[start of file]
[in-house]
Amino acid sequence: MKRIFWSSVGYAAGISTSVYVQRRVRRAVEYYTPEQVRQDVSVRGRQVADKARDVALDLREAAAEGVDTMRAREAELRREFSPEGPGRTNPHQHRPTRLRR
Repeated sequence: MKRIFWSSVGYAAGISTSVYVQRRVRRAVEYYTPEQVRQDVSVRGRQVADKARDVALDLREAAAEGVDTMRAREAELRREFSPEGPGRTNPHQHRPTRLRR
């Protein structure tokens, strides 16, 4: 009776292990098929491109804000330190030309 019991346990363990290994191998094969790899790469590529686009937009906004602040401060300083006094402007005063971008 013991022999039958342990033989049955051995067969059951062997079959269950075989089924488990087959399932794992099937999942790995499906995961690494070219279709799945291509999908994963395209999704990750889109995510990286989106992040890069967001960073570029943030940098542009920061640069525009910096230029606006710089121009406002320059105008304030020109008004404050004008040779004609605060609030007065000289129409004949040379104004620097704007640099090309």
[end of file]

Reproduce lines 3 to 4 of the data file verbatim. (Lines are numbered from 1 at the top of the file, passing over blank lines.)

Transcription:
Repeated sequence: MKRIFWSSVGYAAGISTSVYVQRRVRRAVEYYTPEQVRQDVSVRGRQVADKARDVALDLREAAAEGVDTMRAREAELRREFSPEGPGRTNPHQHRPTRLRR
């Protein structure tokens, strides 16, 4: 009776292990098929491109804000330190030309 019991346990363990290994191998094969790899790469590529686009937009906004602040401060300083006094402007005063971008 013991022999039958342990033989049955051995067969059951062997079959269950075989089924488990087959399932794992099937999942790995499906995961690494070219279709799945291509999908994963395209999704990750889109995510990286989106992040890069967001960073570029943030940098542009920061640069525009910096230029606006710089121009406002320059105008304030020109008004404050004008040779004609605060609030007065000289129409004949040379104004620097704007640099090309």